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Caroline Brehman/CQ Roll Call // MANDEL NGAN/AFP via Getty Images

Outgoing President Donald Trump continues to double down on his lies that widespread election fraud coordinated by Democrats tipped the 2020 presidential election to President-elect Joe Biden.

Trump's own Justice Department found no evidence of fraud that could've changed the outcome of the election. His own election security officials touted this year's election as "the most secure in U.S. history." Every state has certified its results and cast its electoral votes. Trump has repeatedly lost every effort to overturn the results through litigation.

Nevertheless, a number of Republican congressmembers have vowed to object to congressional certification on January 6, when Vice President Mike Pence will oversee a joint session of Congress for acknowledgment of the results.

But with so many Republican lawmakers seeking to invalidate the election due to so-called fraud, their logic forces questions about the integrity of their own elections.

Congressman Chip Roy (R-TX) highlighted this dissonance on Sunday, when he announced his objection to the seating of representatives from Arizona, Georgia, Michigan, Nevada, Pennsylvania, and Wisconsin—Trump's primary targets of election fraud lies.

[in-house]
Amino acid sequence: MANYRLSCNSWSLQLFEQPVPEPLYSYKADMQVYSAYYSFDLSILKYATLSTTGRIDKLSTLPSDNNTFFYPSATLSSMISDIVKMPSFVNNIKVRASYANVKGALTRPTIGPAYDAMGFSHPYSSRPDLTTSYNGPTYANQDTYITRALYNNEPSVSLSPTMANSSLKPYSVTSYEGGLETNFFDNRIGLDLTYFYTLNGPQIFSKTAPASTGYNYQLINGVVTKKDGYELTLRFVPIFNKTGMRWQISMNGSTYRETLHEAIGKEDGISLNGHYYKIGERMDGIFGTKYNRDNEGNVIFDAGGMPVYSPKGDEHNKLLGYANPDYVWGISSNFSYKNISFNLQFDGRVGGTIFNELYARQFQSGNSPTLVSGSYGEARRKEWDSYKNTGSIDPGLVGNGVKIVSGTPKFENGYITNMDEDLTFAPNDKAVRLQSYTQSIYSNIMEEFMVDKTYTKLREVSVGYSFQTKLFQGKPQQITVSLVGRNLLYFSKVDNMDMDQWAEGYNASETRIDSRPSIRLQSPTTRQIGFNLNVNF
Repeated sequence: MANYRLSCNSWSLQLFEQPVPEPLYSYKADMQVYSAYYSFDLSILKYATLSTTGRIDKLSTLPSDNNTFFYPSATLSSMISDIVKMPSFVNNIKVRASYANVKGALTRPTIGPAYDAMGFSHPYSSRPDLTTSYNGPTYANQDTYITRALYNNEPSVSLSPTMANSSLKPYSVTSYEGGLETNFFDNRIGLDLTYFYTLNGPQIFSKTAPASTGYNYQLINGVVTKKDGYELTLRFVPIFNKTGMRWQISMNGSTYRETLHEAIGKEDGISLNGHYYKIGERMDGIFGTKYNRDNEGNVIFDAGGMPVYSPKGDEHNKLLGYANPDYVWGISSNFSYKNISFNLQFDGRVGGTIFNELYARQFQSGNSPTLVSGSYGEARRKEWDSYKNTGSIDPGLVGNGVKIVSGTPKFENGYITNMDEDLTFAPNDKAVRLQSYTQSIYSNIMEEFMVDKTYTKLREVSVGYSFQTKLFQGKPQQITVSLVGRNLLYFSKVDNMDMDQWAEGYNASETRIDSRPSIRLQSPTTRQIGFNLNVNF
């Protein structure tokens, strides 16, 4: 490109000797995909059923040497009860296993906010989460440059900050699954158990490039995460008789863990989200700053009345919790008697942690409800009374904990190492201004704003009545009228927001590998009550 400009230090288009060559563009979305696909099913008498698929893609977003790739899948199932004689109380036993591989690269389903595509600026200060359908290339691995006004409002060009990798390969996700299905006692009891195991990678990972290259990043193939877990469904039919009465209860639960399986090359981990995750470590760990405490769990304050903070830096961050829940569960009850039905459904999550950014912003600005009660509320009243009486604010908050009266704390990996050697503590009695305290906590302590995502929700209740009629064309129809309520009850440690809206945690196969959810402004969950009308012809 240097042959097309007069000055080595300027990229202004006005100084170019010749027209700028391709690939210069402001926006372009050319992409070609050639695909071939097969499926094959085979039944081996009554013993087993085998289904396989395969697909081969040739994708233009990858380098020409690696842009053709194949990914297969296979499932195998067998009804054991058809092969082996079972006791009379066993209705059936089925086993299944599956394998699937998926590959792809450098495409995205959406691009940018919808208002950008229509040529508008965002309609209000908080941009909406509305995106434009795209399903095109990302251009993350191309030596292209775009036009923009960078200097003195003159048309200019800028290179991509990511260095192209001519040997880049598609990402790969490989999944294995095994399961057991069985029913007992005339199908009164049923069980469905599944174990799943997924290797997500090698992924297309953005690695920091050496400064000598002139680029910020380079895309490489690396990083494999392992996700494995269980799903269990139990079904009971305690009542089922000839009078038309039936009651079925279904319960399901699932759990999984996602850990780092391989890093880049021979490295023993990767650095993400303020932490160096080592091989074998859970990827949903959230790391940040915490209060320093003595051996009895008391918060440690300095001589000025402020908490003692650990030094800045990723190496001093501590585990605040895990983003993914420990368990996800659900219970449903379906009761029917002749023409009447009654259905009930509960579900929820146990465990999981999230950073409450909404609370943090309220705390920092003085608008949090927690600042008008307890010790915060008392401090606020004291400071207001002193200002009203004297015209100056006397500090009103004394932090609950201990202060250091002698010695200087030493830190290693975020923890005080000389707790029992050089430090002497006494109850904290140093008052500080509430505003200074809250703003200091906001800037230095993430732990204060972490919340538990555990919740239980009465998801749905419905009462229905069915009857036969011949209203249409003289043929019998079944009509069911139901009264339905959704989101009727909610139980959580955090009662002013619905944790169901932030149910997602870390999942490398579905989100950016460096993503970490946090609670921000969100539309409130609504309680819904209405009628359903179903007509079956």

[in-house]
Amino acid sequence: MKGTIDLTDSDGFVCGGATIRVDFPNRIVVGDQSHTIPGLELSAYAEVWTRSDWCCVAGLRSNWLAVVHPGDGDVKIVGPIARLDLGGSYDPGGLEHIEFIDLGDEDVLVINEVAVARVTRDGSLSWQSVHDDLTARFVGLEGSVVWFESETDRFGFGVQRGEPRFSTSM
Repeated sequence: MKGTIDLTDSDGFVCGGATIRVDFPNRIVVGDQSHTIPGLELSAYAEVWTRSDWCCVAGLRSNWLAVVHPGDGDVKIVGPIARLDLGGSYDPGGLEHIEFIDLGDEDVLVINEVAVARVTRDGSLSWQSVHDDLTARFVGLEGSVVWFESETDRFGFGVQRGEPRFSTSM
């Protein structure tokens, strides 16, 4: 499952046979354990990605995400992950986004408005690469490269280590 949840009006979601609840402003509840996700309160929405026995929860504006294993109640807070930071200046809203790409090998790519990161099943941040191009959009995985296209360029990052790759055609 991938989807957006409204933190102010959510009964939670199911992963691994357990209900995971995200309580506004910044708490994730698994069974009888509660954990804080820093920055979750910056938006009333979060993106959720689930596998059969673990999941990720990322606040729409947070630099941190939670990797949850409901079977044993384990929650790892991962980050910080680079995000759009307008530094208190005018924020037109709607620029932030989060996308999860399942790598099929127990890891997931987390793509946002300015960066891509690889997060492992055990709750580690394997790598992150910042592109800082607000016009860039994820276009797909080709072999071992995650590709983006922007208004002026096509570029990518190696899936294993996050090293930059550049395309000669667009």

Interestingly enough, Roy was the former Chief of Staff to Senator Ted Cruz (R-TX), who's spearheading the effort to overturn presidential election results in the Senate.

Roy said it would "confound reason" for Republican congressional victories to go unscrutinized while the presidential election's integrity was called into question.





While Democrats won the presidential election, they faced steeper hurdles in the congressional elections. Democrats lost seats in the House of Representatives and the two runoff elections in Georgia this week will determine whether the party gains a functional majority in the Senate.

Critics of Trump's voter fraud lies frequently ask, if Democrats orchestrated election fraud as Trump claims, why they wouldn't grant themselves a majority in the House and Senate as well.

Roy's move reinforced this point, and Twitter supported it.






People were surprised to find themselves agreeing with him.



One thing is for certain: January 6th is going to be an eventful day in American politics.